Race. It’s a simple word, but loaded with context. Some people roll their eyes and sigh heavily with a, “not this again” before promptly tuning you out. Others get all hot under the collar and launch into a very passionate speech. But if we’re going to be honest, there’s nothing simple about race but the spelling. No one wants to be called racist or hear about racism. I was hesitant to even post this but it is important to me, and I just couldn’t stop thinking about this. There is so much that goes into this word. Will I get that job with my natural hair? If I ever lose my temper (in public primarily), am I just fulfilling another angry black woman stereotype? How do I ask for a raise when I know I deserve it?
My Experience With Racism
My skin color affects every decision I make, be it small or complex. Now of course, every experience is different but this is my experience. I live in Portland, Oregon with an amazing man, a dog and three cats. My life is what most would call normal. However a man in Costco felt the need to come up to me and my white boyfriend to tell us how brave we are. For what? Going shopping? Spending too much money at Costco? Because um, who doesn’t?! I love Costco. While yes, well intentioned still kinda racist.
I’ve had another experience in Costco with the cashier. After asking where I was from and I begrudgingly admitting California, she then felt the need to ask me if I was from Compton and laughed. Talk about eye rolling moment, not funny and definitely racist. I did not laugh and just said no, Orange County. She seemed almost disappointed and just replied “Oh.” Fun fact, not all black people live or grew up in Compton, just saying.
While yes, not scary or awful but unnecessary. These moments just remind me that, to other people outside of family and friends, I am different. As written in Psychology Today, “Microaggressions are the everyday verbal, nonverbal, and environmental slights, snubs, or insults, whether intentional or unintentional, which communicate hostile, derogatory, or negative messages to target persons based solely upon their marginalized group membership.” To assume I am any different from you is racist.
The Racist Microaggressions
The “wow you speak so well,” or “gosh you are so polite!” is not a compliment. Nor is the “well you know, I’ve never been with a black girl before,” and you won’t be today either pal. I will admit, I did get into an argument with a woman on Facebook-yes I know real mature-because she truly believed in order to incorporate more black people in Hollywood storytelling it had to be about violence or sports. Hubba-whhhat?
Lady, no. You’re a racist jerk. I used to work in a preschool and now I’m a receptionist and blogger, I have a cousin who is a journalist, my sister is a social worker, my uncle works in a big tech company. My own parents are owners and operators of several apartment complexes together. You get the picture. These things have all been said to me and some I’ve heard many times over. And to be as straightforward as I can, I hate it.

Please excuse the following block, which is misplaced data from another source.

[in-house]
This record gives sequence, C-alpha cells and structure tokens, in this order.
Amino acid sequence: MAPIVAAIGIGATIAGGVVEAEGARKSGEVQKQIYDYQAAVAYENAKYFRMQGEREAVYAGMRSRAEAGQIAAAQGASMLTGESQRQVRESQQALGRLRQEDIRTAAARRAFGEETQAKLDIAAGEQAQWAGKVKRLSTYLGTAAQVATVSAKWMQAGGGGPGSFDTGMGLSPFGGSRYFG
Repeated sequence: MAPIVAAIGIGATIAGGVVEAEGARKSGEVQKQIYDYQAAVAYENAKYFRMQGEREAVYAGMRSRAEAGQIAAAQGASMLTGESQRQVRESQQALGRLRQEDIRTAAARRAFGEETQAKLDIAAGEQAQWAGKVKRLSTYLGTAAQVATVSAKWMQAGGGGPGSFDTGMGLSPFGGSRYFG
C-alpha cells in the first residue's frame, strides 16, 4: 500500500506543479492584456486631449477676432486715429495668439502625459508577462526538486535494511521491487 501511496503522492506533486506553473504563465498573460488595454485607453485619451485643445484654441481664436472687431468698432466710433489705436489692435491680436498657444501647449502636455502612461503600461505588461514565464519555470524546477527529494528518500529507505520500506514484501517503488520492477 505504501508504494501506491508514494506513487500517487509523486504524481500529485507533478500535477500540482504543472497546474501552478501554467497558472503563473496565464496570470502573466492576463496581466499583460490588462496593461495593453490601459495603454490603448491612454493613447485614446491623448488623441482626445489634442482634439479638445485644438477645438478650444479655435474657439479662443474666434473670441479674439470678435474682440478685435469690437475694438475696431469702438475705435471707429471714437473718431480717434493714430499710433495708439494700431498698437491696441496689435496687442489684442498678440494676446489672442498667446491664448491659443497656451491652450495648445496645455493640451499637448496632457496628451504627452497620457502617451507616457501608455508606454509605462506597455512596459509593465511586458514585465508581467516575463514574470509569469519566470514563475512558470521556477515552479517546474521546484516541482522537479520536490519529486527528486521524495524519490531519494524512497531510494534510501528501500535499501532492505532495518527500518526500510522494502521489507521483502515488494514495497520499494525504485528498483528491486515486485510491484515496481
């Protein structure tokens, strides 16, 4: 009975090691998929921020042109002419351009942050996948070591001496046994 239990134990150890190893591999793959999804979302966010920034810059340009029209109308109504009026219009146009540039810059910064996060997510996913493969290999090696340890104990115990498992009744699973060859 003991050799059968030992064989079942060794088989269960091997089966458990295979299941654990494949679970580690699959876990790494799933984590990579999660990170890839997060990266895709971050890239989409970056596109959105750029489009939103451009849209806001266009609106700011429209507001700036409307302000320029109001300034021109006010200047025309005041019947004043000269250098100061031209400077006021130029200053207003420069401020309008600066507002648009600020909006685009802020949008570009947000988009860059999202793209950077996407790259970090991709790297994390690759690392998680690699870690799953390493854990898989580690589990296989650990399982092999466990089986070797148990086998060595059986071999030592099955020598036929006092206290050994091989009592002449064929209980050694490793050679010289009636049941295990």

To Worry Or Not To Worry
There is a show on HBO called Insecure. I love this show but it’s black women trying to navigate the day to day life. Like the show Girls but with brown women and it’s hilarious! Some of the struggles I totally identify with. Like don’t ask me what this slang word means, I have no freaking clue! Working in an environment where you are the only person of your race, is weird to say the least. Thankfully that workplace was pretty relaxed and no one was so rude as to say something to my face.
When my partner and I started dating, I had to ask him if he informed his family I’m black before just going to their house. Because I did not want them (or me) to get a surprise none of us liked. No one wants to be confronted by a racist monologue while eating Christmas dinner. I was lucky both of our families are so supportive and wonderful. It was no big deal to anyone.
The Reality Of Racism
I’m a person. Like, a real one. I can think of so many moments like these. So many eye-rolling, anger inducing, please shut the fuck up and get out of my face moments. I’ve also had lovely ones too, where someone actual as said for me “what the fuck?” Believe me I know, most people come from a good place. Once upon a time I was even “friends” with someone who identified as part of the Nazi party. Which means he totally believed I was not as intelligent as him but did not believe in hurting women and children. He was actually nice to me and would let me debate him, respectfully on both sides I might add, about his ideology. But I got a glimpse of how deep this runs, and how real this thinking is to others. He had children, and his children will learn his thought process.
Racism isn’t dying off. This racist ideology is alive and well within the young people of our country. We can’t keep telling ourselves it’s just going to go away. We have to make it.
Handling Racist Interactions
This article isn’t the first of its kind and I fear it won’t be the last. All I ask is to be listened to with real honesty. No one is perfect, we all have some stupid preconceived idea about others. But we have to try something. I shouldn’t be worried someone is going to hurt me or someone I love because I’m brown. I love my caramel-colored skin, I love my freckles, I’m happy being me and that should be okay. And you should be happy to be you, bullshit aside.
Be open to learning and hearing a new perspective. I used to teach kids to try and step outside of themselves and see how their actions impact others around them. It’s a big lesson for a two year old but I think adults are beginning to forget that as well.
I am more than my race and so are you. Please feel free to share your thoughts and ideas, I’d love to know how you feel about race issues as it stands.